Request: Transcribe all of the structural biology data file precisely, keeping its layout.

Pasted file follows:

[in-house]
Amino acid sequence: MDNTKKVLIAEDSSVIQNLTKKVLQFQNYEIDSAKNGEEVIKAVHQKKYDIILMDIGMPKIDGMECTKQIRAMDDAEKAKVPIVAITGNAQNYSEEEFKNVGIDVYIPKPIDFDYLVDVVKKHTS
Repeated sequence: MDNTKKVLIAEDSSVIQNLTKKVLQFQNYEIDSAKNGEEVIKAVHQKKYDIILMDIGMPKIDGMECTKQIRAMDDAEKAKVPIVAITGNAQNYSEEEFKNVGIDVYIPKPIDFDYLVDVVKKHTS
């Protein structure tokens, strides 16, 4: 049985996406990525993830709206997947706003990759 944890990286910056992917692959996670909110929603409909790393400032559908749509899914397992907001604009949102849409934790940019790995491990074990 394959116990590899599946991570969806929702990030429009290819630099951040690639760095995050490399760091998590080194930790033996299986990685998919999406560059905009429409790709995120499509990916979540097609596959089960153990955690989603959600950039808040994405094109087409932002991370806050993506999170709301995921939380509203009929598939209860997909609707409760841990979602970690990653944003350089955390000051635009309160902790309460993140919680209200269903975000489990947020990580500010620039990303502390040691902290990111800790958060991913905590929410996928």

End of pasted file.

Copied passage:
[in-house]
Amino acid sequence: MDNTKKVLIAEDSSVIQNLTKKVLQFQNYEIDSAKNGEEVIKAVHQKKYDIILMDIGMPKIDGMECTKQIRAMDDAEKAKVPIVAITGNAQNYSEEEFKNVGIDVYIPKPIDFDYLVDVVKKHTS
Repeated sequence: MDNTKKVLIAEDSSVIQNLTKKVLQFQNYEIDSAKNGEEVIKAVHQKKYDIILMDIGMPKIDGMECTKQIRAMDDAEKAKVPIVAITGNAQNYSEEEFKNVGIDVYIPKPIDFDYLVDVVKKHTS
């Protein structure tokens, strides 16, 4: 049985996406990525993830709206997947706003990759 944890990286910056992917692959996670909110929603409909790393400032559908749509899914397992907001604009949102849409934790940019790995491990074990 394959116990590899599946991570969806929702990030429009290819630099951040690639760095995050490399760091998590080194930790033996299986990685998919999406560059905009429409790709995120499509990916979540097609596959089960153990955690989603959600950039808040994405094109087409932002991370806050993506999170709301995921939380509203009929598939209860997909609707409760841990979602970690990653944003350089955390000051635009309160902790309460993140919680209200269903975000489990947020990580500010620039990303502390040691902290990111800790958060991913905590929410996928």